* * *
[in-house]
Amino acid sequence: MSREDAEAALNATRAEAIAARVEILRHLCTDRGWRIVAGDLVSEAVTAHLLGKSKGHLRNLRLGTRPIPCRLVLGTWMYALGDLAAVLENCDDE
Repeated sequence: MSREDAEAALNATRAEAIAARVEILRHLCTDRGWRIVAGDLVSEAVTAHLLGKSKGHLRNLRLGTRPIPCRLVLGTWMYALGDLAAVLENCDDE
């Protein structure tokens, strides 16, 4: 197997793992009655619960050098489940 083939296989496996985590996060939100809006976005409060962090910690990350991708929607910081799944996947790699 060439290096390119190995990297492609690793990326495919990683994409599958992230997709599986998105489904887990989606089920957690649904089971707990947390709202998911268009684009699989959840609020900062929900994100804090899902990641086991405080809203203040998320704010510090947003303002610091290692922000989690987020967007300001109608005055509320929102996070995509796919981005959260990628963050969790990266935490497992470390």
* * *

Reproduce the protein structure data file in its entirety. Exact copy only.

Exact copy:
[in-house]
Amino acid sequence: MSREDAEAALNATRAEAIAARVEILRHLCTDRGWRIVAGDLVSEAVTAHLLGKSKGHLRNLRLGTRPIPCRLVLGTWMYALGDLAAVLENCDDE
Repeated sequence: MSREDAEAALNATRAEAIAARVEILRHLCTDRGWRIVAGDLVSEAVTAHLLGKSKGHLRNLRLGTRPIPCRLVLGTWMYALGDLAAVLENCDDE
């Protein structure tokens, strides 16, 4: 197997793992009655619960050098489940 083939296989496996985590996060939100809006976005409060962090910690990350991708929607910081799944996947790699 060439290096390119190995990297492609690793990326495919990683994409599958992230997709599986998105489904887990989606089920957690649904089971707990947390709202998911268009684009699989959840609020900062929900994100804090899902990641086991405080809203203040998320704010510090947003303002610091290692922000989690987020967007300001109608005055509320929102996070995509796919981005959260990628963050969790990266935490497992470390």